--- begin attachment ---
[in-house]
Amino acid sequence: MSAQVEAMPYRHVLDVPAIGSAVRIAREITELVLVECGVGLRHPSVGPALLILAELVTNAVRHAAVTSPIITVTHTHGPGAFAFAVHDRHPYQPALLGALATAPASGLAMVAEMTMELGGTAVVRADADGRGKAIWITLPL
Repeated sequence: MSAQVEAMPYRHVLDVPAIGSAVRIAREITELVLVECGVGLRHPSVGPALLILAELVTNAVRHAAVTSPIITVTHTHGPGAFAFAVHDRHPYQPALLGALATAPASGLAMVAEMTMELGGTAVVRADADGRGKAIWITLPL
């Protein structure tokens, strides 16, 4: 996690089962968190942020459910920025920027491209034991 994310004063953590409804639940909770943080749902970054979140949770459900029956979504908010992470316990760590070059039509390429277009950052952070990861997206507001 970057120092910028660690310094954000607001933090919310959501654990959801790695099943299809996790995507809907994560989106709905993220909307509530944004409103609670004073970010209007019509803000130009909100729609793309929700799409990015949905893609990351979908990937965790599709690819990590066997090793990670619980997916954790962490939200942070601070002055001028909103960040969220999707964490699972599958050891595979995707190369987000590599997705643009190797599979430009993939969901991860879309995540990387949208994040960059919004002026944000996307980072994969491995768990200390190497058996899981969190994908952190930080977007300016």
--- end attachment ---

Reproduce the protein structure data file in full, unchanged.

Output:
[in-house]
Amino acid sequence: MSAQVEAMPYRHVLDVPAIGSAVRIAREITELVLVECGVGLRHPSVGPALLILAELVTNAVRHAAVTSPIITVTHTHGPGAFAFAVHDRHPYQPALLGALATAPASGLAMVAEMTMELGGTAVVRADADGRGKAIWITLPL
Repeated sequence: MSAQVEAMPYRHVLDVPAIGSAVRIAREITELVLVECGVGLRHPSVGPALLILAELVTNAVRHAAVTSPIITVTHTHGPGAFAFAVHDRHPYQPALLGALATAPASGLAMVAEMTMELGGTAVVRADADGRGKAIWITLPL
């Protein structure tokens, strides 16, 4: 996690089962968190942020459910920025920027491209034991 994310004063953590409804639940909770943080749902970054979140949770459900029956979504908010992470316990760590070059039509390429277009950052952070990861997206507001 970057120092910028660690310094954000607001933090919310959501654990959801790695099943299809996790995507809907994560989106709905993220909307509530944004409103609670004073970010209007019509803000130009909100729609793309929700799409990015949905893609990351979908990937965790599709690819990590066997090793990670619980997916954790962490939200942070601070002055001028909103960040969220999707964490699972599958050891595979995707190369987000590599997705643009190797599979430009993939969901991860879309995540990387949208994040960059919004002026944000996307980072994969491995768990200390190497058996899981969190994908952190930080977007300016």